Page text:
At the end of 2019, there was a quiet sense of economic optimism in the air.
The American economy had expanded by a greater than expected 2.1 percent, bringing overall growth for the year to a respectable (albeit unspectacular) 2.3 percent. While it may have been the lowest GDP expansion seen during the Trump administration, the foundation had been laid for what conceivably could have been a successful election year in 2020.
This was, of course, before the coronavirus pandemic arrived. Fast-forward into 2021, and the landscape looks entirely different to what was being forecasted by analysts at the back end of 2019.
While some economists warned that a recession was overdue following more than a decade of successive growth years since the financial crash of 2007-’09, nobody could have foreseen what has been the biggest blow to the U.S. economy since the Great Depression of the 1930s.
And the figures, whichever way you analyze them, do make for depressing reading.
Around the time of writing, nearly 500,000 people had died either with or because of COVID-19, with slightly more than 28 million cases recorded, making the United States one of—if not the most—devasted countries to be hit by the virus.
It has been a public health crisis of astounding scale, one which is, thankfully, being addressed with a series of vaccinations that is a feat of human ingenuity and endeavor given how rapidly they have been developed, tested and approved by medical authorities.
But while there is light at the end of the tunnel in this regard, attention will soon turn more squarely to the monumental economic fallout that the events of 2020 have created.
As nations across the world responded and took steps to protect their populations, a trail of financial destruction inevitably followed. Economies have ground to a halt as localized and nationwide lockdowns have greatly limited the means by which the world’s workforce can move and keep the economic wheels turning. Certainty, the one thing businesses and investors crave, has been diminished.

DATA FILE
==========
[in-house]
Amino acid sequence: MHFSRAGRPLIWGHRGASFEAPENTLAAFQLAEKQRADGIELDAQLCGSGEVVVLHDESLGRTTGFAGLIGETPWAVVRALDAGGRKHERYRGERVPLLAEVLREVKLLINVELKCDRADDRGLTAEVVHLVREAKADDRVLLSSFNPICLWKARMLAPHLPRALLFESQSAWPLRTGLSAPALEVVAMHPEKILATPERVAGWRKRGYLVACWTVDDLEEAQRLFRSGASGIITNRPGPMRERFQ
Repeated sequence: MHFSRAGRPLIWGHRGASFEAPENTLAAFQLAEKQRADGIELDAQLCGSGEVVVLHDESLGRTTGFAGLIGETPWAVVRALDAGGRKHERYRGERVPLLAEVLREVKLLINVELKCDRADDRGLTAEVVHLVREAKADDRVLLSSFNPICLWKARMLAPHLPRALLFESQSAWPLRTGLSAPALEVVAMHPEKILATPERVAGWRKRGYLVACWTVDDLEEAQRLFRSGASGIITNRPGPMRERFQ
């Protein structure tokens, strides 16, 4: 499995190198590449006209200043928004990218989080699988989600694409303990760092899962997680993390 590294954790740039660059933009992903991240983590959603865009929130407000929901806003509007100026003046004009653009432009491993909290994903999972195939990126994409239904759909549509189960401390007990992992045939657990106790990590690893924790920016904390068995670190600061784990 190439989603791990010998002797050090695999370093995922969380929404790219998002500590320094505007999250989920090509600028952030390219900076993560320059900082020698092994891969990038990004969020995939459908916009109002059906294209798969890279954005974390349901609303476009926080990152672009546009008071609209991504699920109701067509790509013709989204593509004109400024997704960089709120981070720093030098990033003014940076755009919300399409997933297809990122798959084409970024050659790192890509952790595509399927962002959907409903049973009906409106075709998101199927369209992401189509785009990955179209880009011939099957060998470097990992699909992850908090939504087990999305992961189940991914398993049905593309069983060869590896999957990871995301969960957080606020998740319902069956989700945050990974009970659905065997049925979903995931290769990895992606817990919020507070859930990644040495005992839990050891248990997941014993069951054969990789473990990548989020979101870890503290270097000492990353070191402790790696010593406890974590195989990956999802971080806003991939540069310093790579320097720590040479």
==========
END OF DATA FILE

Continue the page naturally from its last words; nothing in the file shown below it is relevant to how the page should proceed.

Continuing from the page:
The exact amount of economic damage caused by COVID-19 is mightily difficult to predict accurately, but the headline figures which have come out of various analytical houses during the course of last year are stark.
In July 2020, for example, the World Economic Forum (WEF) reported a GDP contraction at an annualized rate of 32.9 percent, the deepest decline since records began just after the end of World War II. The WEF also confirmed that more than 30 million Americans were receiving unemployment support at the time.
More recently, in December 2020, the University of Southern California published a study that calculated possible losses in real GDP of between $3.2 trillion and $4.8 trillion over the course of just two years. This depends on a range of variables, including the extent and duration of business closures, how quickly areas open up, infection rates and fatalities, and consumer appetite to spend.
Much of the United States’ overall recovery will depend on the support provided and actions taken from state to state, areas which have adopted drastically different levels of measures in response to the public health threat.
From California to Florida, interventions have varied markedly, but there is no denying that every corner of the country is facing a battle to emerge from the other side of the economic troubles that lie ahead.
So, against a nationwide backdrop of unwanted broken records, how have responses to these challenges been coordinated at a localized level? We start in the Upper Midwest.
Josh Hundt, the chief Business Development officer and executive vice president with the Michigan Economic Development Corporation (MEDC), witnessed first-hand the devastating impact caused by the coronavirus.
“It comes as no surprise that as the global pandemic spread across the country last spring, industries and businesses felt an immediate impact to production and revenues streams,” Hundt says. “In Michigan, one of the state’s hardest hit in the early days of COVID-19, the manufacturing of PPE and life sciences equipment became essential services seemingly overnight.
“In the face of this adversity, Michigan’s Arsenal of Innovation was set in motion with manufacturers retooling their production lines to support the frontlines and create new revenue streams in uncertain economic times.”